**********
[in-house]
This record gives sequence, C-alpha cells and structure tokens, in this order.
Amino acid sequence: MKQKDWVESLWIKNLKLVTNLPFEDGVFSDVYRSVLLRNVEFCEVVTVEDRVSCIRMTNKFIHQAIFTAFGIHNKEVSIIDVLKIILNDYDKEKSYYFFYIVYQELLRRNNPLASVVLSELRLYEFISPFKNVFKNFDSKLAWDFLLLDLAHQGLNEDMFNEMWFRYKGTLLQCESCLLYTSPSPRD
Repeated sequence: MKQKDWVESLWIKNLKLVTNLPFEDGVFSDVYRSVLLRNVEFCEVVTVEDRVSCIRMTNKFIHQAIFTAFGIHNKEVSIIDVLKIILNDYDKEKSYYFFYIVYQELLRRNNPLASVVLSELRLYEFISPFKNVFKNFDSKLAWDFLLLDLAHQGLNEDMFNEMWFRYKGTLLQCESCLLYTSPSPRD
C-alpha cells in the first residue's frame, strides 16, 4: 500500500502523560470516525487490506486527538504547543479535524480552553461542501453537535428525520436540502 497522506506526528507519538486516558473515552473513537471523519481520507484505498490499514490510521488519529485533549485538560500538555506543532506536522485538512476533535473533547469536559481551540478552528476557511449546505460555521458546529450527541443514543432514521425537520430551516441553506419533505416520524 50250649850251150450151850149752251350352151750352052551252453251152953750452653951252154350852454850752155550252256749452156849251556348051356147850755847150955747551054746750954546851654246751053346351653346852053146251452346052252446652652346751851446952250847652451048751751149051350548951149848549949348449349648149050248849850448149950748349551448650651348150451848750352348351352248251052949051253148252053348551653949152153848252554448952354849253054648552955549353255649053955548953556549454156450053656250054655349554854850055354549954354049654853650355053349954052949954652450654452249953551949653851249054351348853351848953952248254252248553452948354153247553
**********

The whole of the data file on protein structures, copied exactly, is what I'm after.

[in-house]
This record gives sequence, C-alpha cells and structure tokens, in this order.
Amino acid sequence: MKQKDWVESLWIKNLKLVTNLPFEDGVFSDVYRSVLLRNVEFCEVVTVEDRVSCIRMTNKFIHQAIFTAFGIHNKEVSIIDVLKIILNDYDKEKSYYFFYIVYQELLRRNNPLASVVLSELRLYEFISPFKNVFKNFDSKLAWDFLLLDLAHQGLNEDMFNEMWFRYKGTLLQCESCLLYTSPSPRD
Repeated sequence: MKQKDWVESLWIKNLKLVTNLPFEDGVFSDVYRSVLLRNVEFCEVVTVEDRVSCIRMTNKFIHQAIFTAFGIHNKEVSIIDVLKIILNDYDKEKSYYFFYIVYQELLRRNNPLASVVLSELRLYEFISPFKNVFKNFDSKLAWDFLLLDLAHQGLNEDMFNEMWFRYKGTLLQCESCLLYTSPSPRD
C-alpha cells in the first residue's frame, strides 16, 4: 500500500502523560470516525487490506486527538504547543479535524480552553461542501453537535428525520436540502 497522506506526528507519538486516558473515552473513537471523519481520507484505498490499514490510521488519529485533549485538560500538555506543532506536522485538512476533535473533547469536559481551540478552528476557511449546505460555521458546529450527541443514543432514521425537520430551516441553506419533505416520524 50250649850251150450151850149752251350352151750352052551252453251152953750452653951252154350852454850752155550252256749452156849251556348051356147850755847150955747551054746750954546851654246751053346351653346852053146251452346052252446652652346751851446952250847652451048751751149051350548951149848549949348449349648149050248849850448149950748349551448650651348150451848750352348351352248251052949051253148252053348551653949152153848252554448952354849253054648552955549353255649053955548953556549454156450053656250054655349554854850055354549954354049654853650355053349954052949954652450654452249953551949653851249054351348853351848953952248254252248553452948354153247553